• For example, if you plan to write a function, you’ll have to mention its name in the test. The test will fail because the function doesn’t exist yet.
  2. You can’t write any more of the test beyond the first failure. (Not compiling counts as a failure.)
  3. You can’t write more code than you need to pass the test.

TDD comes with several advantages:

  • The cycle time is fast. Since you test and write only a little bit of code at a time, you regularly execute the code. This is very productive because you get through each cycle quickly. 
  • You know your code works. In TDD, you test every single time you make a change, so you have confirmation that what you’ve written will work.
  • You can update the code with confidence. You (and other programmers) can make changes to the code later, worry-free, because you already have tests designed specifically for it. (If there weren’t tests, and you edited something and broke it, it would become your problem).
  • There are fewer bugs.
    • For example, Martin uses TDD on a project called FitNesse, and FitNesse only had 17 bugs after he added 20,000 lines of code.
  • They facilitate good (decoupled) design. Decoupled code is easier to work with because when a test identifies a problem, you can quickly find it—there aren’t layers of code the wade through.
  • Tests double as documentation. The TDD unit tests act as instructions for how to use the program because they cover every piece of the system. (If you write tests later, they won’t be as comprehensive).

A couple of caveats:

  • TDD isn’t infallible. It’s possible to write bad tests and to write bad code that passes good tests.
  • There are some exceptional situations in which TDD isn’t appropriate. To evaluate if you’re in one of these, consider your rules—will using TDD do harm? If yes, don’t use it.
Tools of the Trade

Unit testing tools vary by language, but whichever tool you choose should have the following features:

  • There must be a fast and easy way to run the rest. For example, all you should have to do is press a button or hit a shortcut key.
  • It must be immediately obvious whether the test passed or failed. For example, the test might show a green bar or a single line of text that says the test passes. (It shouldn’t require you to read a long report or compare files.
  • It must show testing progress so you can confirm the test hasn’t stalled. For example, there might be a bar that shows what percentage of the test is complete. 
  • There should be a way to keep the tests independent (they don’t rely on each other). For example, the tool might run the tests in a different order every time.

Martin likes CPPUTest for C and C++, RSPEC for Ruby, NUNIT for .Net, Midje for Clojure, and JUNIT for Java.

For the continuous build, Martin uses Jenkins—it’s easy to learn, simple, and doesn’t take a lot of processing power.

Level #2: Component Tests (Including Acceptance Tests)

The second level of the pyramid is component tests, which include acceptance tests. Component tests test individual components and business rules. Their purpose is to test whether the software does what the client wants it to and they:

  • Cover 50% of the system. They’re mostly happy path tests because the unhappy-path cases were already tested by the unit tests.
  • Run continuously, just like unit tests.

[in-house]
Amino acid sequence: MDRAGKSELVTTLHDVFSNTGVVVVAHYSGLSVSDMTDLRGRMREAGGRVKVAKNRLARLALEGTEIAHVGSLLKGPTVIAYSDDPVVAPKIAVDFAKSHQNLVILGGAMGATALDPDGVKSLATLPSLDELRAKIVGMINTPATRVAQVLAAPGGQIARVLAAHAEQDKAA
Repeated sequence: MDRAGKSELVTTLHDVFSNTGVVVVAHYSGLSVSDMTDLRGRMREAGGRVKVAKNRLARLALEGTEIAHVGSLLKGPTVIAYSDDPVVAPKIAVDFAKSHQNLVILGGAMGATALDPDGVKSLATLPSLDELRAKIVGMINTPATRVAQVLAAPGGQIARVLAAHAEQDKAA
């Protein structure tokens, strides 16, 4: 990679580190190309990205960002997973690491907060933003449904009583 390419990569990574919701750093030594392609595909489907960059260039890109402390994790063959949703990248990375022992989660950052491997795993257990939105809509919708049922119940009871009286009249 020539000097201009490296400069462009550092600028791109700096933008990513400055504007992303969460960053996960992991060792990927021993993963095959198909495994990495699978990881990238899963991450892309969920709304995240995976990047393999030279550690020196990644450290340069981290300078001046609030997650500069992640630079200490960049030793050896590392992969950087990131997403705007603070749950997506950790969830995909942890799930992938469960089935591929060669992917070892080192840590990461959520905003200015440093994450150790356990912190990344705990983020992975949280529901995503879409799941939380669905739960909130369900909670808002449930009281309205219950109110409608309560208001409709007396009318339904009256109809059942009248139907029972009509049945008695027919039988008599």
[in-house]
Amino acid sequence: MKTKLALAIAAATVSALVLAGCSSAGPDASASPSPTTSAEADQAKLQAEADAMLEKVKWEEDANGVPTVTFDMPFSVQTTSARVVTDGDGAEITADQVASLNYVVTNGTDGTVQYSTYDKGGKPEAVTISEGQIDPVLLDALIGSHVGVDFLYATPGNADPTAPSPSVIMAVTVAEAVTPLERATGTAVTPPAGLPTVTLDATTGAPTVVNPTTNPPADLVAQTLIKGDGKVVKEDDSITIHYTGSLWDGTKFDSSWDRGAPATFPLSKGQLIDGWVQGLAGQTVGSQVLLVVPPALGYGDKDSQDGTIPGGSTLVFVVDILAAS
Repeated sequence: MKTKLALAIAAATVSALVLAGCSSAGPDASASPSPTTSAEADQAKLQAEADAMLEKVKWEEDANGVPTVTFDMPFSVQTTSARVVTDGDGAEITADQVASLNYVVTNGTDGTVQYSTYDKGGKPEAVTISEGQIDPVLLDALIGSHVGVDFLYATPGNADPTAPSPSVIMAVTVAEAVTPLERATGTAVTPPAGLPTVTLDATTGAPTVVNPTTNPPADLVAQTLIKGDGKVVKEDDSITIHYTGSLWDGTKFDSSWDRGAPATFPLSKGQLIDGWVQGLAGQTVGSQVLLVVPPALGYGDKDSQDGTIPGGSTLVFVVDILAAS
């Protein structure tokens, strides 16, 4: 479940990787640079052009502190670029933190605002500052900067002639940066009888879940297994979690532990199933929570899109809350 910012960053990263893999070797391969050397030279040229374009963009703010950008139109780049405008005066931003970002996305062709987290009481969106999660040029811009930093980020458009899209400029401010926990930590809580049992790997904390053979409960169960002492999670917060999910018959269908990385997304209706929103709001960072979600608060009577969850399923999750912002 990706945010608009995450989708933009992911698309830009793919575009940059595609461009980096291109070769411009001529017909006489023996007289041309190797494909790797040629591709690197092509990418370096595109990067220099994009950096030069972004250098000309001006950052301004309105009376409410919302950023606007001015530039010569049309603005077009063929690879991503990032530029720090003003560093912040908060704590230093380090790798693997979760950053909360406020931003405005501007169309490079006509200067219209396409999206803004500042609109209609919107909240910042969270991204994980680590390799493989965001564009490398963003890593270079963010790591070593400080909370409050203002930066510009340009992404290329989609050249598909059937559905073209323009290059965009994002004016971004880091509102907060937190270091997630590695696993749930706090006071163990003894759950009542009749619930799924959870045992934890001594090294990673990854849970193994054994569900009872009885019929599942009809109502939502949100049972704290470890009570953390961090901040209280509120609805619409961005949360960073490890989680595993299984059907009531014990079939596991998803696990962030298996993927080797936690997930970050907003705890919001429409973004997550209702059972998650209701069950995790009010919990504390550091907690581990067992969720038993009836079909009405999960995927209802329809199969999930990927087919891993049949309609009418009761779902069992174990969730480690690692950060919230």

• Are written by QA and the client, with help from programmers if necessary. (But the test-writer should never be the same person who builds the feature).
Tools of the Trade

You might want to use some of the following tools to test at the API level:

  • FitNesse is wiki-based and lets test-writers write in a tabular format. It can test in almost any language. (Martin built FitNesse and it’s his favorite.)
  • Green Pepper uses a wiki and is similar to FitNesse.
  • RobotFX runs on flat files (like Excel sheets) and can test in any language.
  • Cucumber uses plain text and can test many different platforms.
  • JBehave is like Cucumber.

Level #3: Integration Tests

The third level is integration tests. Their purpose is to assess how well different components communicate (they’re only relevant in multi-component systems). They:

  • Cover 20% of the system. 
  • Execute periodically, rather than continuously, because they take more time to evaluate.
  • Are written by the system’s lead designer or system architect, usually in the same programming language and platform as the component tests.
  • Include throughput and performance tests. 
Tools of the Trade

You can often use the component testing tools for integration testing, but not when it comes to UI tests or end-to-end tests. Martin likes Watir and Selenium for integration testing.

Level #4: System Tests

The fourth level is system tests, which are the highest form of integration tests. The purpose is to evaluate the whole system. They:

  • Cover 10% of the system.
  • Execute infrequently because they take a long time to evaluate. (But the more often you run them, the better.)
  • Are written by the technical leads or system architects, usually in the same programming language and platform as the UI (user interface) integration tests.
  • Include throughput and performance tests. 

Level #5: Manual Exploratory Tests 

The highest level of the pyramid is manual exploratory tests—tests in which people (sometimes specialists, sometimes anyone in the company) use the system. Their purpose is to confirm that the system operates, note bugs that come up, and report how the system actually works. They:

  • Cover 5% of the system.
  • Are executed infrequently because they’re expensive.
  • Aren’t written at all. People explore the system however they like and try to break it.
Testing in Software Development: What’s It For?

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Darya Sinusoid

Darya’s love for reading started with fantasy novels (The LOTR trilogy is still her all-time-favorite). Growing up, however, she found herself transitioning to non-fiction, psychological, and self-help books. She has a degree in Psychology and a deep passion for the subject. She likes reading research-informed books that distill the workings of the human brain/mind/consciousness and thinking of ways to apply the insights to her own life. Some of her favorites include Thinking, Fast and Slow, How We Decide, and The Wisdom of the Enneagram.